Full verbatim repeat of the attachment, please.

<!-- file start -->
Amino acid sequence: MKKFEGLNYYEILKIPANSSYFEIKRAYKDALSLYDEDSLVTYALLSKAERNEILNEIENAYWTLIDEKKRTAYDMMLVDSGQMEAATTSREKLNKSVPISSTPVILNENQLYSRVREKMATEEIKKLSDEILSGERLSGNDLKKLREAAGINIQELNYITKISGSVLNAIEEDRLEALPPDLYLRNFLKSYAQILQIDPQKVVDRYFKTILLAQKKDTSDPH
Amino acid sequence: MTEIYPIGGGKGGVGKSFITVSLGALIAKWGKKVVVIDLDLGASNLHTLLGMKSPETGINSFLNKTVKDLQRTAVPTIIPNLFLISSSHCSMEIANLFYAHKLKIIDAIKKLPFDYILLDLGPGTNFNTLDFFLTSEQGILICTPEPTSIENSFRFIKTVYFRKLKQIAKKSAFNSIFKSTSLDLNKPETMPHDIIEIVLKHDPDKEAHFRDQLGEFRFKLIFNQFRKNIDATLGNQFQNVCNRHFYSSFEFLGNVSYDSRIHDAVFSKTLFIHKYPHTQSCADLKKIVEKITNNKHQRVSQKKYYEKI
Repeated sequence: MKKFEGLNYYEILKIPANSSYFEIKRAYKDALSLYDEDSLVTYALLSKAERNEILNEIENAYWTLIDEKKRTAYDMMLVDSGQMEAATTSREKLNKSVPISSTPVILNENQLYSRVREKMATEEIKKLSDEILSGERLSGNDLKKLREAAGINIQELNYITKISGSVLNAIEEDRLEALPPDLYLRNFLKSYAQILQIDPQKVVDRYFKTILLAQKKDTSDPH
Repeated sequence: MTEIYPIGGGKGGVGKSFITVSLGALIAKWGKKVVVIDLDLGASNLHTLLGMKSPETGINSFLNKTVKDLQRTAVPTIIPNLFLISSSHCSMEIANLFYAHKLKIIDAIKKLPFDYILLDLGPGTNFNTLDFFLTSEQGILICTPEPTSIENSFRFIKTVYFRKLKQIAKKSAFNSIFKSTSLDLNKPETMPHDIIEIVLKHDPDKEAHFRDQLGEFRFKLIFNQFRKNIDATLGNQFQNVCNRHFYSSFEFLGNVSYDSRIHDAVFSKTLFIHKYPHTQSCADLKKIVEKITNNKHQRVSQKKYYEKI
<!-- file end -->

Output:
Amino acid sequence: MKKFEGLNYYEILKIPANSSYFEIKRAYKDALSLYDEDSLVTYALLSKAERNEILNEIENAYWTLIDEKKRTAYDMMLVDSGQMEAATTSREKLNKSVPISSTPVILNENQLYSRVREKMATEEIKKLSDEILSGERLSGNDLKKLREAAGINIQELNYITKISGSVLNAIEEDRLEALPPDLYLRNFLKSYAQILQIDPQKVVDRYFKTILLAQKKDTSDPH
Amino acid sequence: MTEIYPIGGGKGGVGKSFITVSLGALIAKWGKKVVVIDLDLGASNLHTLLGMKSPETGINSFLNKTVKDLQRTAVPTIIPNLFLISSSHCSMEIANLFYAHKLKIIDAIKKLPFDYILLDLGPGTNFNTLDFFLTSEQGILICTPEPTSIENSFRFIKTVYFRKLKQIAKKSAFNSIFKSTSLDLNKPETMPHDIIEIVLKHDPDKEAHFRDQLGEFRFKLIFNQFRKNIDATLGNQFQNVCNRHFYSSFEFLGNVSYDSRIHDAVFSKTLFIHKYPHTQSCADLKKIVEKITNNKHQRVSQKKYYEKI
Repeated sequence: MKKFEGLNYYEILKIPANSSYFEIKRAYKDALSLYDEDSLVTYALLSKAERNEILNEIENAYWTLIDEKKRTAYDMMLVDSGQMEAATTSREKLNKSVPISSTPVILNENQLYSRVREKMATEEIKKLSDEILSGERLSGNDLKKLREAAGINIQELNYITKISGSVLNAIEEDRLEALPPDLYLRNFLKSYAQILQIDPQKVVDRYFKTILLAQKKDTSDPH
Repeated sequence: MTEIYPIGGGKGGVGKSFITVSLGALIAKWGKKVVVIDLDLGASNLHTLLGMKSPETGINSFLNKTVKDLQRTAVPTIIPNLFLISSSHCSMEIANLFYAHKLKIIDAIKKLPFDYILLDLGPGTNFNTLDFFLTSEQGILICTPEPTSIENSFRFIKTVYFRKLKQIAKKSAFNSIFKSTSLDLNKPETMPHDIIEIVLKHDPDKEAHFRDQLGEFRFKLIFNQFRKNIDATLGNQFQNVCNRHFYSSFEFLGNVSYDSRIHDAVFSKTLFIHKYPHTQSCADLKKIVEKITNNKHQRVSQKKYYEKI